Just by virtue of being a smaller, lesser-known project with a scrappy underdog mentality, Automata has an instant advantage over similar sci-fi dystopias of recent memory like Elysium, the Dredd remake, Oblivion and the godawful In Time. The comparison to Neill Blomkamp’s Elysium and his earlier District 9 is especially unavoidable, as the world-building employed here is every bit as important and every bit as impressive. This is a distinct Earth that’s very unlike our own, but it doesn’t take a second to get used to.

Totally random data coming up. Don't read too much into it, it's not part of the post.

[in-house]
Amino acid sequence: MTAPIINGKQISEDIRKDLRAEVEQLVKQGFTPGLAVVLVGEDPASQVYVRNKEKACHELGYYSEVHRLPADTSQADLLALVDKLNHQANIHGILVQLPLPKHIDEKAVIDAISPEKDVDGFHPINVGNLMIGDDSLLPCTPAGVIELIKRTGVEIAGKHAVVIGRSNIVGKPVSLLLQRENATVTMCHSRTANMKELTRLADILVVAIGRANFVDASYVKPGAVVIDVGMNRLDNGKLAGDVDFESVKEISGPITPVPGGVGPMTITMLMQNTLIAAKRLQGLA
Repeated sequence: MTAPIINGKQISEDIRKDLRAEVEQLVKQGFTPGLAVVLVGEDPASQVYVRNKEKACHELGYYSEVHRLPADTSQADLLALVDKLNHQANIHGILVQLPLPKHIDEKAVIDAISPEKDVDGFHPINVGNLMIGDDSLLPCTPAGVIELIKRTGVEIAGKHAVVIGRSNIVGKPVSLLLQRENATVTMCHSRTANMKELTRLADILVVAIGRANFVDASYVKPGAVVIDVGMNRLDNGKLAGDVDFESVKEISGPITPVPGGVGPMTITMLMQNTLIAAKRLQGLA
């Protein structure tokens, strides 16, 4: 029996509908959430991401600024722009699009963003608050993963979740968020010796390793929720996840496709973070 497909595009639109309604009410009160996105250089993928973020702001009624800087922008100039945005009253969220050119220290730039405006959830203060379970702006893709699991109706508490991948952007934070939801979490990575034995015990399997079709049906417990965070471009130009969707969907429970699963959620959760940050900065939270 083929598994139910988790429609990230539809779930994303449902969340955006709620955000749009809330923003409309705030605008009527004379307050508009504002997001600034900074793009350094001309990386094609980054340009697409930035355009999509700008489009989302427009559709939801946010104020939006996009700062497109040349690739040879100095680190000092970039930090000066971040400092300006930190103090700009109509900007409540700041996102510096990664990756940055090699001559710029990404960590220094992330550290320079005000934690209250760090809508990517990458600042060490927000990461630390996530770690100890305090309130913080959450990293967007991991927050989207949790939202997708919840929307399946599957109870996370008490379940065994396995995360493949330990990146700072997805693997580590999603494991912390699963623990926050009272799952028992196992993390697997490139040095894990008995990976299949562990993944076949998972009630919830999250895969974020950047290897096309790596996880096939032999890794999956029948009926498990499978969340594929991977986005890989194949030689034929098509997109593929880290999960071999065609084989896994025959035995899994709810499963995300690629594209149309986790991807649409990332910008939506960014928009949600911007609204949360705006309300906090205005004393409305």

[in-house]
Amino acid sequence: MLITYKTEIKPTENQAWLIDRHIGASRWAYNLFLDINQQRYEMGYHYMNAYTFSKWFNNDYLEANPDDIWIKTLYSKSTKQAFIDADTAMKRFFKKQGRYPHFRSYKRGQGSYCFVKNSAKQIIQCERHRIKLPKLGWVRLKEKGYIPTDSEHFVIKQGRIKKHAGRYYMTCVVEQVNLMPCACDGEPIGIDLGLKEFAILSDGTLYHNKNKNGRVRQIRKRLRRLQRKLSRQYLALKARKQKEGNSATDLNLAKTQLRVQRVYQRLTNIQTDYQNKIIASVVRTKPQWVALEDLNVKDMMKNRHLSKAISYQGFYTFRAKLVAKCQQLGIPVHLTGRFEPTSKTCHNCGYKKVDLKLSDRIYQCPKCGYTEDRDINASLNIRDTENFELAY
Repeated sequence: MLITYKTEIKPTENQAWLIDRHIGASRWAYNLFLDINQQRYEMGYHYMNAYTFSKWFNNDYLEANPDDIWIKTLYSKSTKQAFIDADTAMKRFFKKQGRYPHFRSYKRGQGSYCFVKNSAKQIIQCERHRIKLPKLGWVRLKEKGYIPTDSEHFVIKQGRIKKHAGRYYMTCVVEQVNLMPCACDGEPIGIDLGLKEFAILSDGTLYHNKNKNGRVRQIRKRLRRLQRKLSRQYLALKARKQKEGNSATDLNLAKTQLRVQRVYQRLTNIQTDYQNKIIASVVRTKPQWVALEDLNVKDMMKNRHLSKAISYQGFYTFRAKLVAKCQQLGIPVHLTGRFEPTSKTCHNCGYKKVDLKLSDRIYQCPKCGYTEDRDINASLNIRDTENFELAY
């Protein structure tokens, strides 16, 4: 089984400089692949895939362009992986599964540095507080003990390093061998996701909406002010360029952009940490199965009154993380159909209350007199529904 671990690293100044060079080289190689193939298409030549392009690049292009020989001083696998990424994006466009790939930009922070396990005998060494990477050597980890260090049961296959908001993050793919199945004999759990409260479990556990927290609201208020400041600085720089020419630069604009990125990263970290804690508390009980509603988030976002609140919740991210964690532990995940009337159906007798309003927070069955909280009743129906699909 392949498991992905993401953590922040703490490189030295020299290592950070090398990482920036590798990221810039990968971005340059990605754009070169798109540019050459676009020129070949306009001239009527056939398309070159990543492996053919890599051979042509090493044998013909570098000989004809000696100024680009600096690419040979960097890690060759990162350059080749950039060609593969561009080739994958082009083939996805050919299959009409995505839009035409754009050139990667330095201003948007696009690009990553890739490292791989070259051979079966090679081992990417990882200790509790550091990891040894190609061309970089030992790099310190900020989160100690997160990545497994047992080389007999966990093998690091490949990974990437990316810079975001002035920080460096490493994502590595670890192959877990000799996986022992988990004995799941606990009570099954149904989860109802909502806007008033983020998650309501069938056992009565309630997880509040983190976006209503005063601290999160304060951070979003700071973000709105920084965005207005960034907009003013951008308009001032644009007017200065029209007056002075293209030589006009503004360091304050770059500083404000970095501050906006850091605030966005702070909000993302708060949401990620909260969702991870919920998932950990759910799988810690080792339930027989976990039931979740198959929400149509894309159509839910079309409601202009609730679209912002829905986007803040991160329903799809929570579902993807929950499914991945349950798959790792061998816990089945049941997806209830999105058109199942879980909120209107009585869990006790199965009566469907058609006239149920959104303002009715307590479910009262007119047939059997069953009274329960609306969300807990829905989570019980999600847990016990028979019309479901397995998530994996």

The credits sequence says it all, really: our ecosystem has crumbled and our atmosphere has become unbearable, and so the future humankind invents a whole host of technological solutions: mechanical “clouds” that produce fake rain and shield our planet, massive walls that keep the desert from encroaching upon our cities, and most importantly a vast array of “automata” – robot slaves who weld our machines, cook our food, wash our dishes and wipe our asses when we get old. The credits sequence already pulls a 180 on us, though, by depicting this future as the past. By the time the events of Automata take place, humankind is jaded to the wonders of these technological advances, and the automata themselves seem to have become a bit jaded too.